Why do I need a travel protection plan if I have credit cards that include travel insurance?
Travel insurance from credit cards is usually limited to coverage for car rental damage, flight accidents or for accidental death while you are traveling. Also, this protection is in effect only when you pay for travel with that particular credit card.
Most credit cards do not offer any coverage for travel medical expenses, evacuation costs, or trip cancellation expenses.
What is International Travel Medical Insurance? Why do I need it?
International travel medical insurance provides health insurance coverage for travelers outside their home country. This coverage includes emergency medical expenses, emergency medical evacuation, repatriation, return of dependent children, bedside lodging, accidental death, cost of return flight, and more.
While the regular domestic private insurance or government sponsored health insurance programs may offer comprehensive coverage in your home country, few are designed for international travelers or expatriates. Even programs that cover international travel often provide limited benefits that do not normally cover medically supervised emergency evacuation, emergency reunion, or repatriation.
Will the plans cover baggage loss and trip cancellation?
Yes most of our policies include baggage loss, trip cancellation, and emergency repatriation. The different reasons for which you may cancel depend on the policy you choose.
How are the insurance companies rated?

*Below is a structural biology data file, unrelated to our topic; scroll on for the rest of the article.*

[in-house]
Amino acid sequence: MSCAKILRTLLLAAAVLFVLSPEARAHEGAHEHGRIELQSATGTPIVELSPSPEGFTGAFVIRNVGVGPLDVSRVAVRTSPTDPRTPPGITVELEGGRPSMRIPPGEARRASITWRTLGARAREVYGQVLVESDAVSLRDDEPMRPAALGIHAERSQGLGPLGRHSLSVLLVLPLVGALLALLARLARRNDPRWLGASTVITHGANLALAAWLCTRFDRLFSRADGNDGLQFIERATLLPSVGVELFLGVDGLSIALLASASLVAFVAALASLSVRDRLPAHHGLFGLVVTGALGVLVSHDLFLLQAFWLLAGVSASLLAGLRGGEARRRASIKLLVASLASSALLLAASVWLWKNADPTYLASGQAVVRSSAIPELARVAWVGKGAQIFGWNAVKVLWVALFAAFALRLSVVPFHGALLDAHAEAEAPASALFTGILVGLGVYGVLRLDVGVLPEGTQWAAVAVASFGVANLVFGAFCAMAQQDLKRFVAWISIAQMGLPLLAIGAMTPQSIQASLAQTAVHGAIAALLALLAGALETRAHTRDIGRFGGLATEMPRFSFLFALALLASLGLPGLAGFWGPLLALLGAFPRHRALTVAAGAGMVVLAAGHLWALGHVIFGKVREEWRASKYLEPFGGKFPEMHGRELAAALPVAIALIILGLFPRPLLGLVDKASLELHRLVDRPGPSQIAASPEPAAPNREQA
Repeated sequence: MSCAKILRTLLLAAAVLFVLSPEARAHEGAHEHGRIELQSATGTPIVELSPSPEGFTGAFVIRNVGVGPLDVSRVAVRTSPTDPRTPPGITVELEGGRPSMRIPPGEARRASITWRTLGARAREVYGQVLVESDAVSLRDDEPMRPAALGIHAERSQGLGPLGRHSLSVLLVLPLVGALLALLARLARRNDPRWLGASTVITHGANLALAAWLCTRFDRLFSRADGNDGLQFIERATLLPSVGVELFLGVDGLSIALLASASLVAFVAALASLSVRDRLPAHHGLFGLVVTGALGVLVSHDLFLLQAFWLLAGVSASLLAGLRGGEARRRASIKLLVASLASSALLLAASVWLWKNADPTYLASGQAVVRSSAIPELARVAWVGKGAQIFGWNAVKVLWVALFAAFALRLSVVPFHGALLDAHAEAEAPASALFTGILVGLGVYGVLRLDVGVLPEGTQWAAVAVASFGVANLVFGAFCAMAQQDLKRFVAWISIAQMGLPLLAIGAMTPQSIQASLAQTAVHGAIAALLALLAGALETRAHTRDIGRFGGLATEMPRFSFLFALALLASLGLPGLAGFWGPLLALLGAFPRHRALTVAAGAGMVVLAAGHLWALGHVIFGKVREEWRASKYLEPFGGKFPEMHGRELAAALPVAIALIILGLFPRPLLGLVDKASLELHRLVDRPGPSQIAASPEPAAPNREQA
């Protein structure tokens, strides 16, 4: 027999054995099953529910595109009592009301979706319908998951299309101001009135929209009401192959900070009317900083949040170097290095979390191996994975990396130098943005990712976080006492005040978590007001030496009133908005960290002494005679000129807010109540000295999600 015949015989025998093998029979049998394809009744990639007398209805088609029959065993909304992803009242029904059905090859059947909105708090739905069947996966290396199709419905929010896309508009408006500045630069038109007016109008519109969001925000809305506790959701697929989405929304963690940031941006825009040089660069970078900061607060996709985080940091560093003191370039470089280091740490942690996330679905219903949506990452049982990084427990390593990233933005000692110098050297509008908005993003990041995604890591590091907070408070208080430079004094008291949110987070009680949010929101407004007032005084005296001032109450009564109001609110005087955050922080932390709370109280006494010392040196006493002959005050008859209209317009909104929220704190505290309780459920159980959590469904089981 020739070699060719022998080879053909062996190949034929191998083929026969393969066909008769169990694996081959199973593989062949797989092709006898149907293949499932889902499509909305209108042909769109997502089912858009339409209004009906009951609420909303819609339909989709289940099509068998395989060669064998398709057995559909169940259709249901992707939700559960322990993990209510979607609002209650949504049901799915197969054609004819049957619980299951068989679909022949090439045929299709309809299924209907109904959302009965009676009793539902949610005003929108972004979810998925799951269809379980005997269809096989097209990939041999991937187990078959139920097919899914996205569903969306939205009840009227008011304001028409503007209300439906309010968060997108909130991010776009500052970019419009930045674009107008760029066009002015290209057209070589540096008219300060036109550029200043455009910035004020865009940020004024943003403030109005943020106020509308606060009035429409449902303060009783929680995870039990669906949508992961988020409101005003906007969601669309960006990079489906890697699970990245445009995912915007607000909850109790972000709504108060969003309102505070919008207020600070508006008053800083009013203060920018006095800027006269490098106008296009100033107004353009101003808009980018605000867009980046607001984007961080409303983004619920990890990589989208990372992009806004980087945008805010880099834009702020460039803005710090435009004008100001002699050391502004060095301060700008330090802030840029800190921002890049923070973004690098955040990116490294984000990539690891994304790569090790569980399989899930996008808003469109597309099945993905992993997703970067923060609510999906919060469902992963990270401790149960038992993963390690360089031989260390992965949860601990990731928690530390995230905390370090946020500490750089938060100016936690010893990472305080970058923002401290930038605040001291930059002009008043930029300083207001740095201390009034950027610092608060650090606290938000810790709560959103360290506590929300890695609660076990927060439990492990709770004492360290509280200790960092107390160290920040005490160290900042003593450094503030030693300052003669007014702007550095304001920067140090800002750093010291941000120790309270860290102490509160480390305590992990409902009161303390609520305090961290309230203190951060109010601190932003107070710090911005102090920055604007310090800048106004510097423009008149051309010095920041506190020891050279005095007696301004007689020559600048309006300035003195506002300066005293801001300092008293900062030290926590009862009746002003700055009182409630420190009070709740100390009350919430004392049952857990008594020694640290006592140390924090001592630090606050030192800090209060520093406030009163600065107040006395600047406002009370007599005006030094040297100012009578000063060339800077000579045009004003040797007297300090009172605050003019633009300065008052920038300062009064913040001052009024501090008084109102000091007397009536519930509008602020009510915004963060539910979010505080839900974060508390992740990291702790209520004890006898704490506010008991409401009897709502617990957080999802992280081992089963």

The insurance companies are rated by an independent rating company A.M.Best rating. For all the plans, each insurance company’s A.M. Best rating is displayed.
What is the definition of a Pre-Existing Medical Condition?
Pre-existing condition refers to any injury, disease or illness occurring prior to and including the effective date of your insurance. In general these conditions are not covered, but some policies include a significant benefit for the “sudden onset of a pre-existing condition”. Such as a second heart attack in a person that had been in good health after a first heart attack.
What is the Pre-Existing Condition Period?
This is the number of days that the insurance company will “look back” from the day the insurance was purchased, to see if your claim is related to a pre-existing medical condition. This period can be as long as 10 years with most companies, or as short as 6 months with others. There are pre-existing travel medical insurance plans though. Follow the link to learn more.
What is a deductible?
A deductible is a way for the insurance company to reduce claims and your premium. If your plan has a $100 deductible, you pay the first $100 of expenses and then the insurance company picks up the rest/ The higher the deductible, the lower the cost and vice versa.
Can I purchase travel insurance for my friend, relative or employee online?
Yes, you can do this as long as you complete the application online.
When will my coverage become effective?
For Travel Medical, Multi-Trip Medical and Medical Evacuation Policies, coverage begins at 12:01AM the day of your departure. If purchased on, or after your departure date, coverage begins at 12:01AM the following day. For Flight Accident Policies, coverage becomes effective the day of your departure upon boarding your flight.